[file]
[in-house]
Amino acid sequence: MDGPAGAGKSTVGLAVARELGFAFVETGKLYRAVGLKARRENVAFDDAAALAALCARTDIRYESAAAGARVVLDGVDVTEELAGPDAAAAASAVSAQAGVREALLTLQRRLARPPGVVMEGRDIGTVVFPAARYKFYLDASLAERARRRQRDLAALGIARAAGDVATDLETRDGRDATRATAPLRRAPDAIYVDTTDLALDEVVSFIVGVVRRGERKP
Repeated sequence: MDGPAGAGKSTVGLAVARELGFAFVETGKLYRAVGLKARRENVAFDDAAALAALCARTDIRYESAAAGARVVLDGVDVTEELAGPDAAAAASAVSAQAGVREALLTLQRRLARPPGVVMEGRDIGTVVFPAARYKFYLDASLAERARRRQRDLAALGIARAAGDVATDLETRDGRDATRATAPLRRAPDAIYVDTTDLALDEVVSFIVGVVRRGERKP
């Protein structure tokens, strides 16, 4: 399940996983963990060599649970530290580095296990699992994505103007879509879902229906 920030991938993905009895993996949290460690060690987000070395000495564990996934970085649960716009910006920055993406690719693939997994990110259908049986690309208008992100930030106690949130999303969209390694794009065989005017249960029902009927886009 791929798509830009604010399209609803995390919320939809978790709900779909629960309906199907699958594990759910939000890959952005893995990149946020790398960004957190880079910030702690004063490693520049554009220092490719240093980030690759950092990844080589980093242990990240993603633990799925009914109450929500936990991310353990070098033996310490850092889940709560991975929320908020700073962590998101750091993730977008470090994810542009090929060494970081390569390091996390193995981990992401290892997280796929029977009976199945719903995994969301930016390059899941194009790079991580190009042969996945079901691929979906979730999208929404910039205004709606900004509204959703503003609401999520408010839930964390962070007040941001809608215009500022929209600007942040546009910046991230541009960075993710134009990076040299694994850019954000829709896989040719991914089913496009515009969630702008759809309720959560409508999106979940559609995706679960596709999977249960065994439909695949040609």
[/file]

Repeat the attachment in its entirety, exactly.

[in-house]
Amino acid sequence: MDGPAGAGKSTVGLAVARELGFAFVETGKLYRAVGLKARRENVAFDDAAALAALCARTDIRYESAAAGARVVLDGVDVTEELAGPDAAAAASAVSAQAGVREALLTLQRRLARPPGVVMEGRDIGTVVFPAARYKFYLDASLAERARRRQRDLAALGIARAAGDVATDLETRDGRDATRATAPLRRAPDAIYVDTTDLALDEVVSFIVGVVRRGERKP
Repeated sequence: MDGPAGAGKSTVGLAVARELGFAFVETGKLYRAVGLKARRENVAFDDAAALAALCARTDIRYESAAAGARVVLDGVDVTEELAGPDAAAAASAVSAQAGVREALLTLQRRLARPPGVVMEGRDIGTVVFPAARYKFYLDASLAERARRRQRDLAALGIARAAGDVATDLETRDGRDATRATAPLRRAPDAIYVDTTDLALDEVVSFIVGVVRRGERKP
């Protein structure tokens, strides 16, 4: 399940996983963990060599649970530290580095296990699992994505103007879509879902229906 920030991938993905009895993996949290460690060690987000070395000495564990996934970085649960716009910006920055993406690719693939997994990110259908049986690309208008992100930030106690949130999303969209390694794009065989005017249960029902009927886009 791929798509830009604010399209609803995390919320939809978790709900779909629960309906199907699958594990759910939000890959952005893995990149946020790398960004957190880079910030702690004063490693520049554009220092490719240093980030690759950092990844080589980093242990990240993603633990799925009914109450929500936990991310353990070098033996310490850092889940709560991975929320908020700073962590998101750091993730977008470090994810542009090929060494970081390569390091996390193995981990992401290892997280796929029977009976199945719903995994969301930016390059899941194009790079991580190009042969996945079901691929979906979730999208929404910039205004709606900004509204959703503003609401999520408010839930964390962070007040941001809608215009500022929209600007942040546009910046991230541009960075993710134009990076040299694994850019954000829709896989040719991914089913496009515009969630702008759809309720959560409508999106979940559609995706679960596709999977249960065994439909695949040609």